Vision Forum believes God's command to "be fruitful and multiply" still applies to married couples. In her lecture Kunsman spoke of "militant fecundity" associated with the movement.
"It is the duty of Christians to bear large families full of godly seed to populate the earth and bring forth what God intended us to have, particularly in America," she said. "That's how we're going to get our Christian America."
"I have read on blogs where people have said, 'Salvation comes through the womb and not the cross,'" Kunsman said.
That notion also sounds familiar to regular readers of EthicsDaily.com. In 2005 we told the story of Baptists who subscribe to a "full-quiver" theology that leaves decisions about family planning up to God.
Al Mohler, president of Southern Baptist Theological Seminary, said married couples who choose to remain childless are guilty of "moral rebellion" against God's design. Mohler later said one of his concerns was under-population.
"We are barely replenishing ourselves," Mohler told the Chicago Tribune. "That is going to cause huge social problems in the future."
Russell Moore, theology dean at Southern Seminary, said Southern Baptists need to increase their birth rate if they are going to keep up with growing denominations like Mormons and the Church of God.
Phillips doesn't believe the Bible supports artificial birth control. Mohler has lamented a "contraceptive culture" that regards pregnancy "as equivalent to a disease." Dorothy Patterson compares using birth control pills to having an abortion. Mohler has also said that couples who use in-vitro fertilization to conceive are on morally shaky ground.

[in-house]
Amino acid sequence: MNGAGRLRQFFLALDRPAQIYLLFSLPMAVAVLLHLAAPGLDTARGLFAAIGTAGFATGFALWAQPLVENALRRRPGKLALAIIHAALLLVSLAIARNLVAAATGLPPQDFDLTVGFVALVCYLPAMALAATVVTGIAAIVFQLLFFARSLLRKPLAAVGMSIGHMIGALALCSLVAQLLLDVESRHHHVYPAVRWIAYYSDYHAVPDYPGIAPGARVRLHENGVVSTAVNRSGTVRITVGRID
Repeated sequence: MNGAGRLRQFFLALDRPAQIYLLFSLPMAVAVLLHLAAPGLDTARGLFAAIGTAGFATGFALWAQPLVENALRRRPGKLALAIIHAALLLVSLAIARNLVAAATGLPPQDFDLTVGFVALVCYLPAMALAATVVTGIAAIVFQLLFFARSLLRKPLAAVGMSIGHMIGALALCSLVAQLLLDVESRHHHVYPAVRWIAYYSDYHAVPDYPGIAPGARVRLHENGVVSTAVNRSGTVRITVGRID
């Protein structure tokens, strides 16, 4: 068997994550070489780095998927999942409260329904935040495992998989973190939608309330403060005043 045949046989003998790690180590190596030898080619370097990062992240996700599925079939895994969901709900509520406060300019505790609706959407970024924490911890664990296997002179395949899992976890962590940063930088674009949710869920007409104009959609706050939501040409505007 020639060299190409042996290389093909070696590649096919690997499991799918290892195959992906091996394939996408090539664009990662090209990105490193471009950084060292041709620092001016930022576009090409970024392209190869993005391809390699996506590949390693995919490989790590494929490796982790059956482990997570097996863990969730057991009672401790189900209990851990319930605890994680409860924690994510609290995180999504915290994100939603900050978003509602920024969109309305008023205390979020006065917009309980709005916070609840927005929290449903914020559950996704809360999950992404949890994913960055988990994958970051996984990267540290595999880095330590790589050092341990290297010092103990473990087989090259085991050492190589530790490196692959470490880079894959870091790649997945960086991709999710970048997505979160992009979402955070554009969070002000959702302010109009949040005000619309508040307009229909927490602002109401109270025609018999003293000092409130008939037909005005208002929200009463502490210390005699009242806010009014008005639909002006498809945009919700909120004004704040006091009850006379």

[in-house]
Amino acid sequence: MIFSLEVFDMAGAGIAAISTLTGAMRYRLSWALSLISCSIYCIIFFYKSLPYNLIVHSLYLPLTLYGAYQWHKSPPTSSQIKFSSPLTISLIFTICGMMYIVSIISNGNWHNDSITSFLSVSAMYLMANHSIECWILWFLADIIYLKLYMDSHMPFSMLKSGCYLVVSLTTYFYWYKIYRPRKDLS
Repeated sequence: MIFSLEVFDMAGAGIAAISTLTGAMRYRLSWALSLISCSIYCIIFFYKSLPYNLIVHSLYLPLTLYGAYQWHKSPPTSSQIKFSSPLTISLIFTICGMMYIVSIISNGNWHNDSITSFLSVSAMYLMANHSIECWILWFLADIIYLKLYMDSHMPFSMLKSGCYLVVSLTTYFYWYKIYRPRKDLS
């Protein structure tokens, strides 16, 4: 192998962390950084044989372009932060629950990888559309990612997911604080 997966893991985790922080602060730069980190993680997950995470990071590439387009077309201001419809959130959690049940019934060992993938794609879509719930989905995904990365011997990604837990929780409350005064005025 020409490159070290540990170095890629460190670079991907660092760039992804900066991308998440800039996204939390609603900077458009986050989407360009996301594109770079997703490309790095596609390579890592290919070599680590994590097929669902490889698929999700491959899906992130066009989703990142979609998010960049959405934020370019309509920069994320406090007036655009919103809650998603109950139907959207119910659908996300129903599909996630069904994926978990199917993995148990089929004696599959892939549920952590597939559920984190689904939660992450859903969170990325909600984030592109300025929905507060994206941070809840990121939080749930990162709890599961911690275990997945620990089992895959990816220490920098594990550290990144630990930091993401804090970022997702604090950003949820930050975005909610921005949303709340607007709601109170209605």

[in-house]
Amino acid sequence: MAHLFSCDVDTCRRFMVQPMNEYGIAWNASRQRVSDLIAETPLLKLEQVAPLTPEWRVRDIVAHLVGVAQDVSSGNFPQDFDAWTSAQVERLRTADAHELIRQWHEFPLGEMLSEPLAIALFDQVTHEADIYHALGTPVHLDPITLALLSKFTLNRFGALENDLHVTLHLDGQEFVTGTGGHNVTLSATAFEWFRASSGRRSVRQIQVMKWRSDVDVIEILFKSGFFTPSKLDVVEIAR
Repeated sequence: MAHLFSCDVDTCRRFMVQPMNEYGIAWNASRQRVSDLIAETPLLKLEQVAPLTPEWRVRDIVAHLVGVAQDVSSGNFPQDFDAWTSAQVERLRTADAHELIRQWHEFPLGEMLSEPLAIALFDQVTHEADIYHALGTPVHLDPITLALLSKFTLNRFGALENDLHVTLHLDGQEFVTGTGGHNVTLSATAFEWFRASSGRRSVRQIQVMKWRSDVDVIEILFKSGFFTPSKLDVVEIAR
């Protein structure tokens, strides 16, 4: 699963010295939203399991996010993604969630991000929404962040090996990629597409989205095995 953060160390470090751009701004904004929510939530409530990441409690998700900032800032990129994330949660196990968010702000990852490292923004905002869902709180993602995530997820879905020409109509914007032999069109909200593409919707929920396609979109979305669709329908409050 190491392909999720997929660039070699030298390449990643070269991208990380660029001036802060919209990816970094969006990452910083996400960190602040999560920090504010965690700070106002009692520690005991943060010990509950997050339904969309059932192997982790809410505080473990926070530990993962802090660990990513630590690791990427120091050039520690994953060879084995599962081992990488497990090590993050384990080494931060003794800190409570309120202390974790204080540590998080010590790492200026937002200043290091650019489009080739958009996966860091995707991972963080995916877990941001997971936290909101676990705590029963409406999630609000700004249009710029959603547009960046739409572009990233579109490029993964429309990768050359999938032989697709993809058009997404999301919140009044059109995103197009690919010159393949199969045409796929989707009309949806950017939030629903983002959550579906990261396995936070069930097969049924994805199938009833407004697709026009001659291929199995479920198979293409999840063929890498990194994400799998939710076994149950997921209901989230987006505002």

Phillips says it's a waste of money to invest in an expensive college education for daughters.
"It seems very pragmatic," Kunsman said in her lecture. "Why pour a lot of resources when you've got 10 kids and sons to train? You don't want to train your daughter in quantum physics."
Phillips says in his own words: "We do not need MORE female Christian lawyers, doctors or artists, but MORE godly women raising MORE godly children who will fill the earth and subdue it to the glory of God. And does it really make economic sense to invest tens of thousands of dollars for a woman to get an advanced education (often having to go into debt to finance that education) that she will NOT use if she accepts that her highest calling is to be a wife and mother?"
Paige Patterson worries that the fact that 60 percent of college and university students are now female means that men will become underrepresented in the intelligentsia and women will ascend into new roles that distract them from the home.